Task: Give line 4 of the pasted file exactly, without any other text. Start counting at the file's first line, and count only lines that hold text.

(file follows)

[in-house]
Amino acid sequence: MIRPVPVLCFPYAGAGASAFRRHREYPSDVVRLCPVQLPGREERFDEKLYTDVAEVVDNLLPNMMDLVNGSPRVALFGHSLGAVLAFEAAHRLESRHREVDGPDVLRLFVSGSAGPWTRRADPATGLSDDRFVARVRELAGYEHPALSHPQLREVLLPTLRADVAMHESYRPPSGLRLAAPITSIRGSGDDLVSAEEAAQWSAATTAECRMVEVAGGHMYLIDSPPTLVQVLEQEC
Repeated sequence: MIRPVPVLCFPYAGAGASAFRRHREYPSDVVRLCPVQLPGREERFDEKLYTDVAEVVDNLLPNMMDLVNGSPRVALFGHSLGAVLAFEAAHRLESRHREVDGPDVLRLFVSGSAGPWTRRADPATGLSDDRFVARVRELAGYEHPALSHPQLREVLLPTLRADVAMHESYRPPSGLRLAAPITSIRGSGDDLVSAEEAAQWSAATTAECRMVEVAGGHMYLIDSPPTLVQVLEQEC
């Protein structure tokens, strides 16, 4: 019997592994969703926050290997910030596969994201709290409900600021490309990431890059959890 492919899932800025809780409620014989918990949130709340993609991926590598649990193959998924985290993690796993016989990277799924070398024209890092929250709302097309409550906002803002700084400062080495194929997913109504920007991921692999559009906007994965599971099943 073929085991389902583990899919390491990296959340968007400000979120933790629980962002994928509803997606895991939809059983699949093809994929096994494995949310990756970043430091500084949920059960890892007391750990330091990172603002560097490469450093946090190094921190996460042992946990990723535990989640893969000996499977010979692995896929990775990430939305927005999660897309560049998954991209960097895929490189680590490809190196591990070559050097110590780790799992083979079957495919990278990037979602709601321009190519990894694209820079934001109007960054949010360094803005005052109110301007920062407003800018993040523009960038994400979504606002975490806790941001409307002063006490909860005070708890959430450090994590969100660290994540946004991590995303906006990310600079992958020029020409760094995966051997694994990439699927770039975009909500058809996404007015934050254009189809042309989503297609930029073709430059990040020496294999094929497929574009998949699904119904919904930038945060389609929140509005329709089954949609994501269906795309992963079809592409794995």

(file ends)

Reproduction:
């Protein structure tokens, strides 16, 4: 019997592994969703926050290997910030596969994201709290409900600021490309990431890059959890 492919899932800025809780409620014989918990949130709340993609991926590598649990193959998924985290993690796993016989990277799924070398024209890092929250709302097309409550906002803002700084400062080495194929997913109504920007991921692999559009906007994965599971099943 073929085991389902583990899919390491990296959340968007400000979120933790629980962002994928509803997606895991939809059983699949093809994929096994494995949310990756970043430091500084949920059960890892007391750990330091990172603002560097490469450093946090190094921190996460042992946990990723535990989640893969000996499977010979692995896929990775990430939305927005999660897309560049998954991209960097895929490189680590490809190196591990070559050097110590780790799992083979079957495919990278990037979602709601321009190519990894694209820079934001109007960054949010360094803005005052109110301007920062407003800018993040523009960038994400979504606002975490806790941001409307002063006490909860005070708890959430450090994590969100660290994540946004991590995303906006990310600079992958020029020409760094995966051997694994990439699927770039975009909500058809996404007015934050254009189809042309989503297609930029073709430059990040020496294999094929497929574009998949699904119904919904930038945060389609929140509005329709089954949609994501269906795309992963079809592409794995």